Blend all ingredients with ice except the 15. Pour it into a tall Tiki mug and flloat the 151 rum on top. Garnish with a fruit slice, sprig of mint, and a cherry. To give it a real kick, add a few sprinkles of cayenne pepper into the mix. Yow!
Yep, made this one up at the Tiki Bar. Not really an exotic drink, as there’s no rum, but it’s strong and will probably tear your guts out, so…
2 oz Jack Daniels (or Jim Beam, which will be a little sweeter)
1 oz Goldschlager or Cinnamon Schnapps
1/2 Orange Curacau
1/4 teaspoon Nutmeg
2-3 drops Bitters (optional)
Apple and pumpkin, chopped into small cubes
This can be served over the rocks, or warmed up in a mug. Stir all ingredients together. float small cubes of apple and pumpkin on top and garnish with a cinnamon stick stirrer. Like I said, strong as hell but krazy fun!
-Tiki Chris P, in ghost form floating around Haunted Tiki Island Resort. Reporting for Tiki Lounge Talk, the Tiki Culture Tiki Blog for retro lovers and Tikiphiles all over the world.Drink Recipies, Halloween, History, Mod Movie Mondays, Movies, Noir & Vintage Stories, Personal Stories, Tiki Talk, Uncategorized, Vintage Cars Add new tag, cocktail party, cocktails, dracula, drink recipes, ed wood, Halloween, Mod Movie Mondays, plan 9 from outer space, retro, retro culture, tiki bar, tiki blog, tiki culture, tiki life, tiki lounge, Tiki Talk
Posted on August 26th, 2010 4 comments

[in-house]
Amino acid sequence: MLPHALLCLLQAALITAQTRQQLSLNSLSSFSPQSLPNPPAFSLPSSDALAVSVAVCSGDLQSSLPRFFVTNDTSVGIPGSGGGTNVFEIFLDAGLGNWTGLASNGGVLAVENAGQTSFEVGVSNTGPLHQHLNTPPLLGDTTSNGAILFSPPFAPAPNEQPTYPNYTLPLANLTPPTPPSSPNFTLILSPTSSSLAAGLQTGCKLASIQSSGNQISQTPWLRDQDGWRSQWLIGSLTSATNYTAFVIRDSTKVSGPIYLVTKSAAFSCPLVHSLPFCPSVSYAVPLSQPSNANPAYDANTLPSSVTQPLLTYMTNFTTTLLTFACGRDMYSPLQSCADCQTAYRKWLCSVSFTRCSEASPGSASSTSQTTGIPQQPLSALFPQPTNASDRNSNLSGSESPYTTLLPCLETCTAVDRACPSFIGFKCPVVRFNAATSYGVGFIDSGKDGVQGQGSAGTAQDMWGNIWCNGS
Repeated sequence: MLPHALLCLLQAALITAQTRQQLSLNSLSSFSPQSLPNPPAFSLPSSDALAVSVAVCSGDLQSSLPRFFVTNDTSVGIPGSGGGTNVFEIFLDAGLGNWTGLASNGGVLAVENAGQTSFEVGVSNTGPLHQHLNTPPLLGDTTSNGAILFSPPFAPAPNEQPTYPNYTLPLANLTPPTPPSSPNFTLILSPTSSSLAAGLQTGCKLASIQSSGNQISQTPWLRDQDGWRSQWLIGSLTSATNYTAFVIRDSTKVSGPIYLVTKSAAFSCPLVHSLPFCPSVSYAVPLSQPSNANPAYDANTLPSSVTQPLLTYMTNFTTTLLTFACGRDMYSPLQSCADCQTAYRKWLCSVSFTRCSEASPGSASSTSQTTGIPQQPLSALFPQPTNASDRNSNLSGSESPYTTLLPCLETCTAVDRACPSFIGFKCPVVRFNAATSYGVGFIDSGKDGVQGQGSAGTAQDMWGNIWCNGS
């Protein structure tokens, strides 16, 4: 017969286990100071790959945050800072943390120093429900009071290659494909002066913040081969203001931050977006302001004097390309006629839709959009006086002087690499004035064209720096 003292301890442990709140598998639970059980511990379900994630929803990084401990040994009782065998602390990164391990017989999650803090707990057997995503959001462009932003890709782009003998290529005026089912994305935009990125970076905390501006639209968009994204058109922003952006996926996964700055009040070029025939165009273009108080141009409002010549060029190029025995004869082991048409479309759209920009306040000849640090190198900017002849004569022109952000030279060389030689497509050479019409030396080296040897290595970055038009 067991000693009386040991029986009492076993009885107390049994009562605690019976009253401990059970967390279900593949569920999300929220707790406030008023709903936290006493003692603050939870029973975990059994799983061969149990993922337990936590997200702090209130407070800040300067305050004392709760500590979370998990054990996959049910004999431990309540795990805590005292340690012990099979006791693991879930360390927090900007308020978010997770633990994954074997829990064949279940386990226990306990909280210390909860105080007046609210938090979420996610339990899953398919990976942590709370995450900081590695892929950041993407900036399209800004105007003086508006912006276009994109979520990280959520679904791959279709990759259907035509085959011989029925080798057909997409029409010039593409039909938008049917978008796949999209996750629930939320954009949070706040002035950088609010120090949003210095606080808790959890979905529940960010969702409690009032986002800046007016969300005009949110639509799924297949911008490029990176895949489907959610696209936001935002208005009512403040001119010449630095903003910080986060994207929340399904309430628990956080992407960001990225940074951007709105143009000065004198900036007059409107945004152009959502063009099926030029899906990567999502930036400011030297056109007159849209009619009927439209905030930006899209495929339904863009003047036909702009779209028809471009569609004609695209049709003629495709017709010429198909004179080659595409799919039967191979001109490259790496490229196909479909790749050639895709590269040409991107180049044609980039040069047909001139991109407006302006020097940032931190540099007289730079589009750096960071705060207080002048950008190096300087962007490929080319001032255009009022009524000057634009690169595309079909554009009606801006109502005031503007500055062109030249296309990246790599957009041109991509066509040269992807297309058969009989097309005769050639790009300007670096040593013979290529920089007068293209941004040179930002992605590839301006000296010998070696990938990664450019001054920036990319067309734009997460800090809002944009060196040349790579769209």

A lot of you kats and kittens are big on the MAD MEN series. But are you hip to the ad jazz they were laying down? Here are a few Automobile TV commercials and print ads from the golden era of Advertising.
I currently have a 1953 Chevy in my garage. Have had it for 20 years.
This bat-winged beauty was marketed toward big business presidents and tycoons. It cost more than a Cadillac.
There are few cars more elegant, beautiful and powerful as the 1963 Pontiac. Always wanted one. This commercial makes me want one even more!
For fans of the “little” Fords…I love how they point out “no dog leg”. That’s a reference to the wrap-around windshields popular on GM models (esp Cadillac) through the early 1960’s.
Ah, one of my favorite all-time rides, the 1958 Cadillac. We had one (already vintage) when I was a kid. I will have one again someday.
An here’s some old print ads from ’50s and ’60s magazines (click on each to enlarge):
Hope you kids dug this little trip down memory lane to the days when cars were made of steel and chrome and horsepower meant everything. My my how times have changed. Sorry kids, but after looking at ads like this, how could anyone ever get excited about a Honda Accord? bleh.
-Tiki Chris reporting from the showroom floor of the Imperial dealership down the block from Tiki Lounge Talk.